Archive for Oct, 2018

Today’s guest pictures is another from Venetia’s visit to Marseille.  Mrs Tootlepedal and I have had two very good visits to Marseille with my siblings so I make no apologies for another picture of a place of which I have happy memories.

Marseille sailing

Last night I foolishly let my thoughts stray to the idea of having  a short test ride on my slow bike this morning to see how my leg took to it.  The weather gods, who are ever alert to the slightest whim, promptly turned off the sunshine and got the rain back and all in all it was a very gloomy day and I gave up any thoughts of a ride.

Luckily Dropscone was alert to the weather too and knowing that I was stuck at home, he kindly came round with supplies of rescue scones which we ate with our coffee.

He was in a very cheerful mood as he had recently produced a good round of golf after several months of indifferent form.  And it was not just a fairly good round, it was good enough to win a competition with over 60 players.  Of course, the question now is: can he do it again?  I hope so.

After he left, I looked out of the window into the rain.  There were goldfinches about…

goldfinches in the rain

…and as you can see, some had taken more trouble getting dressed than others.

scruffy goldfinch

The smarter looking ones were giving each other the hard stare….

goldfinches staring

…and a green finch was keeping an eye out for incoming goldfinches.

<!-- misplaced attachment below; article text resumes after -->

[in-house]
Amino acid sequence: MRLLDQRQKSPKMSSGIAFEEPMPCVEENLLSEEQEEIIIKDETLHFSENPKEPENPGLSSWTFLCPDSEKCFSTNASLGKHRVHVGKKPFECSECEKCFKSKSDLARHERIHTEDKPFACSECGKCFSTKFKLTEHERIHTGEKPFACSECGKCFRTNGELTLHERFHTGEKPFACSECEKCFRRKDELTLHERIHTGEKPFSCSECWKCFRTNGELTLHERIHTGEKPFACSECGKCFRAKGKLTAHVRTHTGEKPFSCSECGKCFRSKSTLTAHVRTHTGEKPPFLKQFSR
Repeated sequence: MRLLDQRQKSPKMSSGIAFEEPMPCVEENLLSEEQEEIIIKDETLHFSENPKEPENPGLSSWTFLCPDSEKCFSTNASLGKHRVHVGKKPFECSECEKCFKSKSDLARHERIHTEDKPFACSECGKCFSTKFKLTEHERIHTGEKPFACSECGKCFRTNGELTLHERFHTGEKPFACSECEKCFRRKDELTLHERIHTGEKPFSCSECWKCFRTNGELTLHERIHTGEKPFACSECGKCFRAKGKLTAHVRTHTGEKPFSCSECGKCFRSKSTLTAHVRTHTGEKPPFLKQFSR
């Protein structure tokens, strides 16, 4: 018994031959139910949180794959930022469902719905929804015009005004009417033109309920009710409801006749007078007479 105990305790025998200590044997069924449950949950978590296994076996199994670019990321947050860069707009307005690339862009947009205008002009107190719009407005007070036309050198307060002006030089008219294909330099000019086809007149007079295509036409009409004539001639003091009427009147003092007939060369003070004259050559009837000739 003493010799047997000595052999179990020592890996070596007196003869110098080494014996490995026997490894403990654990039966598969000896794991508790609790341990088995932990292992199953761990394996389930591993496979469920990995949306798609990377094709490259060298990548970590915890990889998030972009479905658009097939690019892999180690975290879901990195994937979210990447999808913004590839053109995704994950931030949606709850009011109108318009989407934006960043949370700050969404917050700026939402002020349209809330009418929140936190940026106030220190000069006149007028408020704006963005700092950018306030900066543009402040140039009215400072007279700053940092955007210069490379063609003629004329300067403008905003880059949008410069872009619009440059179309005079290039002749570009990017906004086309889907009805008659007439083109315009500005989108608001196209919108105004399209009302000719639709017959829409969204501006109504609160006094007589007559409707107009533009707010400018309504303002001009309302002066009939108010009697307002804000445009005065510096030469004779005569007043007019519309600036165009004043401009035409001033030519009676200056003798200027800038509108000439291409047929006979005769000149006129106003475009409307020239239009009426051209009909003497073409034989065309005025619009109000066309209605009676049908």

greenfinch on goldfinch alert

After coffee, Mrs Tootlepedal went off on an excursion to Longtown and I settled down to some computer work, a late lunch and a walk to the Archive Centre.

The walk went reasonably well as I managed to stop limping but it was still a slightly painful experience.

The reason for the visit was a meeting between Sandy, Nancy and myself to decide what we need to keep and what we can discard when we move to new premises next month.  Hard choices will have to made as we can’t take everything with us but we found it quite easy to pick some obvious items for the discard pile.  Other items are going to take more thinking about.  We paused for thought after about an hour.

Sandy gave me a lift home and we had a cup of tea with Mrs Tootlepedal who had returned from her outing.

It was still damp and grey so I headed back to m computer when Sandy went home and worked away while Mrs Tootlepedal cooked a delicious tea of baked marrow stuffed with mince and covered by a cheese sauce, the marrow grower’s version of lasagne.  It was so good that I am going to cook it again tomorrow for myself.

After tea, I went off to sing with the Langholm choir and tried to put all the advice from singing teacher and speech therapist to good use.

The flying bird of the day is another chaffinch further from the feeder than yesterday’s capture and duller too.

flying chaffinch


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Toady’s guest picture comes from Mike Tinker and shows  part of a small army of ladybirds which he and Alison encountered on their recent Welsh holiday.

DSC00706 (1)

We had another sunny day here but unlike the the past few days there were definitely clouds in the sky.

I spent a quiet morning resting my leg while Mrs Tootlepedal was busy first getting her hair done and then going off to help out at the Buccleuch Centre cafe.

I didn’t have long to look at the birds but I did enjoy the contrasting attitudes of the goldfinch (supercool) and the greenfinch (super intense) to whatever was catching their attention.


For some reason, the two of them reminded me of those rather staged paintings of military men by the sort of artists who get into national art galleries.

One of the sunbeams picked out a greenfinch on the feeder.